The planned highway would run from the A1 at Newark via the A46 to Lincoln, before heading east along the A158 to Skegness.
In a quote that says much about Clowntly Hall’s attitude to Boston, Councillor Davie – who incidentally represents Ingoldmells Rural – said: “We have so many visitors coming to our part of the world and I don’t want them to be stuck in traffic jams anywhere. I want them to move fluidly through the county. If they want to visit Skegness and then visit Mablethorpe and then visit Louth and come back to Lincoln, then I want them to be able to do it at their speed.
“The A158 is what I consider to be the most travelled route. Quite clearly in peak times, there are logjams in Wragby and in Horncastle. I think we need to alleviate those.”
And as Boston nibbles at the edges of the issue, the county council has already held events with councillors, businesses, bus operators and other organisations, asking for potential areas of improvement to the road network.
The road debate prompted a pertinent comment from the pseudonymous reader Frontliner, who e-mailed to say: “There may well be some modicum of truth in the suggestion that over past years our farming industry has carried a great deal of blame for being less than ‘encouraging’ towards alternative inward industries.
“Even now, there are very few ‘food providers’ who use local labour and still very little acceptance of alternative inward investment in our borough.
“However, every project offers lessons ... it is clear now that ‘Farming’ has morphed into an Industrial Project – much like car manufacture, or furniture production.
“Sadly, some farmers, and dare I say ‘supportive’ politicians failed to see that the efficient transportation of goods from field to factory and distribution point, and onward to the supermarket, has become an integral part of that industry, which is also reliant upon a ‘speedy and efficient, road structure’ ... and that for Boston, this is now the missing link!
Reports last week announced that a group of Eurosceptics intend to record the story of Brexit for posterity in a Museum of Sovereignty.
An ideal and obvious location immediately springs to mind – but according to the Daily Telegraph’s political correspondent it is likely to be built in the nation’s “leave capital.”
And where might this be, we hear you cry?
You may already have guessed – Lincoln!
The report explains that along with neighbouring constituencies the city recorded “one of the highest leave votes in Britain.”
Not only was Lincoln bottom of the Brexit vote in the county – it was almost 150 places below Boston nationally.
Yet Lincoln may get the museum – although perhaps it may not be the greatest tourist attraction of all time.
But where are the protest voices from Boston Borough Council and our local members at Lincoln?
Silent as usual.
Even our own representatives say Bugger Boston.
Last week saw the Boston Big Clean Up – when for a single week of the year the town looks spruce and sparkling.
But what caught the eye of one of our readers was a photo on Worst Street’s Facebook page showing thee members of the council’s staff picking up litter.
Our reader observed: “Interesting to see the big clean-up is being rolled out as a big volunteer success story as usual. What a shame one of the pictures shows members of staff who are being paid for ....er collecting waste when they should be working in their full time paid posts.”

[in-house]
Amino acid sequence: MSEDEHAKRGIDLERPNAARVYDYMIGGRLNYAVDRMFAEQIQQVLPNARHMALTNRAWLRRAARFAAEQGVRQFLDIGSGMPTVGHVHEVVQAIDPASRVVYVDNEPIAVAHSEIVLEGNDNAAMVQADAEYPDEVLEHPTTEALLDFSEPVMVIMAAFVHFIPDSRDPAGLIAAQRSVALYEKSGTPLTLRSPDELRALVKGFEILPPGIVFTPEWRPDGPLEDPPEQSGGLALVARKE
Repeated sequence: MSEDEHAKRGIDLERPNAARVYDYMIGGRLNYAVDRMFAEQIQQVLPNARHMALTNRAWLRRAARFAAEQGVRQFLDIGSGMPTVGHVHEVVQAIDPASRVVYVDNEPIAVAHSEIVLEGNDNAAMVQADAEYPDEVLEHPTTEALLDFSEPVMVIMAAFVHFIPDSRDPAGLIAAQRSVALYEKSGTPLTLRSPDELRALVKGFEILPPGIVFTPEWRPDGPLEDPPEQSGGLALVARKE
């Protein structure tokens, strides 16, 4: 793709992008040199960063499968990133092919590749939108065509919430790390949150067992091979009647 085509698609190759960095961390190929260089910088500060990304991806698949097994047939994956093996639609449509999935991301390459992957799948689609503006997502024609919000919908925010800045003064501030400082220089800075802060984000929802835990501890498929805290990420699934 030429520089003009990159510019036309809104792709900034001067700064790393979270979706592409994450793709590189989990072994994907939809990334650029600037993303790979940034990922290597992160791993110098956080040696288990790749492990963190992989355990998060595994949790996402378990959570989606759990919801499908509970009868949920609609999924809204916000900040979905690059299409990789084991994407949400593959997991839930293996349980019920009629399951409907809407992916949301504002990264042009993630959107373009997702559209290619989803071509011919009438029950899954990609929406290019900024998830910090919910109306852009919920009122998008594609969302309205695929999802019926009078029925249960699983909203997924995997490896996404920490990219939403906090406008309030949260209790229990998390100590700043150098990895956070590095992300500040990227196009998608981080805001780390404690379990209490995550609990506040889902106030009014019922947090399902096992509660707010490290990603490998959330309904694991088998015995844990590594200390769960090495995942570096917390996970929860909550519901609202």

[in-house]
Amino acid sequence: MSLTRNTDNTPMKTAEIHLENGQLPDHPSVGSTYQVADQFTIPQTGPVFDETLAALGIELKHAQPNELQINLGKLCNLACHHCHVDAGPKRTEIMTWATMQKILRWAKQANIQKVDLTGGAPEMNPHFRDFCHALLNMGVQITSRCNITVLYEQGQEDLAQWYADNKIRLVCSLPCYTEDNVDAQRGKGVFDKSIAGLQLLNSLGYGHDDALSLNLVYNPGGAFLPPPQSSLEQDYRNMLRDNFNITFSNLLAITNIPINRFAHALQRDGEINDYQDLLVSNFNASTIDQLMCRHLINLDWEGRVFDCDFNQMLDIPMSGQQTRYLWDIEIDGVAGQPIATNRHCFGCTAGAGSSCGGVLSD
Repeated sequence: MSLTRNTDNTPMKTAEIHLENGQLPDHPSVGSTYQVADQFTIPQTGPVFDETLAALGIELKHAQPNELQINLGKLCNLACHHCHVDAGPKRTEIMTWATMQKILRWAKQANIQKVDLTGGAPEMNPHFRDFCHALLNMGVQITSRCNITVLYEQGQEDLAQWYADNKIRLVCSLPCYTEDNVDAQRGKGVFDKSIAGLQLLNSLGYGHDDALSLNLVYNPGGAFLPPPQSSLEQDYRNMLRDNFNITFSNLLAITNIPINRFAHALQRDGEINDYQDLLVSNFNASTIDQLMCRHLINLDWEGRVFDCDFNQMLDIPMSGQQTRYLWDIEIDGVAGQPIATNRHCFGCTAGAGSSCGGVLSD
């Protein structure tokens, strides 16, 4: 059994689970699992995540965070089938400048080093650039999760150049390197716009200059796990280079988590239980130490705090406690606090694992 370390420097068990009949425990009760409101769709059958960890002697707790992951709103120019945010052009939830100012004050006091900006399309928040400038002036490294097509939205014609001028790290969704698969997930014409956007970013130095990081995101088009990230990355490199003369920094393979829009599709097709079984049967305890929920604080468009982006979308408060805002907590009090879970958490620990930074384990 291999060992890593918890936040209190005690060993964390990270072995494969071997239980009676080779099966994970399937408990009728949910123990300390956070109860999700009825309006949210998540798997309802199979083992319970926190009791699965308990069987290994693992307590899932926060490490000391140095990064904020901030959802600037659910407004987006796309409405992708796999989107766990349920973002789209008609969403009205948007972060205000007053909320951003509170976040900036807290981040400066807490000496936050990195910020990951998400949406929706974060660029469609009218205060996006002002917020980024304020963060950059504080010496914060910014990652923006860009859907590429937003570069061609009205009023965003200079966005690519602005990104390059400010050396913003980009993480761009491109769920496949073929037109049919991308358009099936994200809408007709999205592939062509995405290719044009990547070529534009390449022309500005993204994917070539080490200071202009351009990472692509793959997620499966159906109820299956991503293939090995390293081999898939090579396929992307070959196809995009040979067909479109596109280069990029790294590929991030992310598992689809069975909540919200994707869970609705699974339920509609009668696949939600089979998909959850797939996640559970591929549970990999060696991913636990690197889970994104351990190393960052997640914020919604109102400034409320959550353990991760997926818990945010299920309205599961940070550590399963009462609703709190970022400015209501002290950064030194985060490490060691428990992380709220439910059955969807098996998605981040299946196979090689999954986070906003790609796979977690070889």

OK, they’re helping make the town cleaner – but we still feel that our reader has a point.
The big clean up followed hard on the heels of the appointment of three more members of the town centre maintenance team funded by BTAC-ky to keep the town tidier.
Support was also forthcoming from Boston Big Local which is helping to fund a chewing gum removal machine at a cost somewhere between £2,000 and £4,000
We hope this latest efforts is more successful than the last.
Ten years ago Boston Borough Council spent £7,000 on a machine to remove chewing gum from the town’s pavements.
After a photo opportunity, it disappeared from the public gaze – to appear just one more time before it was found broken at one of the Worst Street depots.
And in yet another example like the previous one of robbing Peter to pay Paul we noted that almost as soon as the extra maintenance staff were in place than they were hijacked by the “voluntary” Boston in Bloom group to do some seriously heavy spadework.
Lincolnshire County Council was first to tell us that a new £1.75m household waste recycling centre is open to the public in Bittern Way in Boston.
The official opening ceremony took place last Friday 13th and it opened to the public at 9am this morning.
The former site at Slippery Gowt Lane – a stone’s throw from the new one – closed at 4pm yesterday.
Some Lincolnshire websites, BBC Radio Lincolnshire and MP Matt Warman were quick to share the news.
Not so Boston Borough Council’s website.
Of the 22 stories headlined on WorstWeb none mentioned the change of location for the tip when we looked after close of business on Friday – and detailed information elsewhere said that it was in Slippery Gowt Lane.
The absence from the Worst Street website may also be the reason that the story had not appeared on the Boston sub Standard website either – as Worst Street writes most of the paper these days.
Hopefully the new tip will get a mention when the powers that ba’int totter into West Street later this morning.
Another triumph for the Bugger Boston brigade.
Finally, we received an e-mail from a regular reader to say: “I was looking forward to seeing mention of Councillor Mrs Cooper’s court appearance in today’s Eye, shielding someone else in a driving case.
“I suppose it is a difficult one, and I have not seen much reported anywhere apart from a few lines in the Target.”
Reporting court cases is not something we do – but out of interest, we took a look around and sure enough found the following on the Boston Target website.
We could find no mention in the Boston sub-Standard.
Mrs Cooper was elected to represent Boston West on Lincolnshire County Council in May last year, and is the wife of Boston Borough Council leader Mike Cooper.
The case has probably given rise to endless speculation in which we will not participate – although some possible explanations are reasonably obvious.